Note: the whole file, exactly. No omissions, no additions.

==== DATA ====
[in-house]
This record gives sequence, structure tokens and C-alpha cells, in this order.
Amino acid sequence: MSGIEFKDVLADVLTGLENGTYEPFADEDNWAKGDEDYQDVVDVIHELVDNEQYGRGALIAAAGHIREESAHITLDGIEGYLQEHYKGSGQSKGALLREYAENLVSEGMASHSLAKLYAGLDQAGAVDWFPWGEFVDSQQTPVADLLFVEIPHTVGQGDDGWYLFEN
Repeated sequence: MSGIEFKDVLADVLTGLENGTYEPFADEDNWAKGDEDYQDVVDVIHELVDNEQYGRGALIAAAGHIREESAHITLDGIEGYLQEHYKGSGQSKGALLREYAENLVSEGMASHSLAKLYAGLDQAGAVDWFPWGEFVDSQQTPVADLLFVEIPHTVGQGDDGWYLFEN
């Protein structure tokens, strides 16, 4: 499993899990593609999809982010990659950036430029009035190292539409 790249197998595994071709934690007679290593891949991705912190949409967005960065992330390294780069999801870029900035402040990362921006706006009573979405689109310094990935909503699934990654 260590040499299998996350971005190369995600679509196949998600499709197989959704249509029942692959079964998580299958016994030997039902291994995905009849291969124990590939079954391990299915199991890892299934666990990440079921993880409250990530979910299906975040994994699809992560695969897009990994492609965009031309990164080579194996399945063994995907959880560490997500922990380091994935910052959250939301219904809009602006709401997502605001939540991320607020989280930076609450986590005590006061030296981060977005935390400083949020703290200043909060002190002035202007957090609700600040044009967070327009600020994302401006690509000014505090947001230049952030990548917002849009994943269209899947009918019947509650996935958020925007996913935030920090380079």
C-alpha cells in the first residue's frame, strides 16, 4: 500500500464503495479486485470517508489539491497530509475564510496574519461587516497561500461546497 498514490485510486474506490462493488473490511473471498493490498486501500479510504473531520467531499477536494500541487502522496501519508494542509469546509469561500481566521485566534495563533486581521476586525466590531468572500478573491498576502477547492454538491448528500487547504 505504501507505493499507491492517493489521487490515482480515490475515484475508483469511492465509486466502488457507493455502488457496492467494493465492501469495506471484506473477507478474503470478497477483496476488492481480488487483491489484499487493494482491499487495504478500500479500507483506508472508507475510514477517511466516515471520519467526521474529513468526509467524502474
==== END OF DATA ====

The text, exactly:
[in-house]
This record gives sequence, structure tokens and C-alpha cells, in this order.
Amino acid sequence: MSGIEFKDVLADVLTGLENGTYEPFADEDNWAKGDEDYQDVVDVIHELVDNEQYGRGALIAAAGHIREESAHITLDGIEGYLQEHYKGSGQSKGALLREYAENLVSEGMASHSLAKLYAGLDQAGAVDWFPWGEFVDSQQTPVADLLFVEIPHTVGQGDDGWYLFEN
Repeated sequence: MSGIEFKDVLADVLTGLENGTYEPFADEDNWAKGDEDYQDVVDVIHELVDNEQYGRGALIAAAGHIREESAHITLDGIEGYLQEHYKGSGQSKGALLREYAENLVSEGMASHSLAKLYAGLDQAGAVDWFPWGEFVDSQQTPVADLLFVEIPHTVGQGDDGWYLFEN
């Protein structure tokens, strides 16, 4: 499993899990593609999809982010990659950036430029009035190292539409 790249197998595994071709934690007679290593891949991705912190949409967005960065992330390294780069999801870029900035402040990362921006706006009573979405689109310094990935909503699934990654 260590040499299998996350971005190369995600679509196949998600499709197989959704249509029942692959079964998580299958016994030997039902291994995905009849291969124990590939079954391990299915199991890892299934666990990440079921993880409250990530979910299906975040994994699809992560695969897009990994492609965009031309990164080579194996399945063994995907959880560490997500922990380091994935910052959250939301219904809009602006709401997502605001939540991320607020989280930076609450986590005590006061030296981060977005935390400083949020703290200043909060002190002035202007957090609700600040044009967070327009600020994302401006690509000014505090947001230049952030990548917002849009994943269209899947009918019947509650996935958020925007996913935030920090380079």
C-alpha cells in the first residue's frame, strides 16, 4: 500500500464503495479486485470517508489539491497530509475564510496574519461587516497561500461546497 498514490485510486474506490462493488473490511473471498493490498486501500479510504473531520467531499477536494500541487502522496501519508494542509469546509469561500481566521485566534495563533486581521476586525466590531468572500478573491498576502477547492454538491448528500487547504 505504501507505493499507491492517493489521487490515482480515490475515484475508483469511492465509486466502488457507493455502488457496492467494493465492501469495506471484506473477507478474503470478497477483496476488492481480488487483491489484499487493494482491499487495504478500500479500507483506508472508507475510514477517511466516515471520519467526521474529513468526509467524502474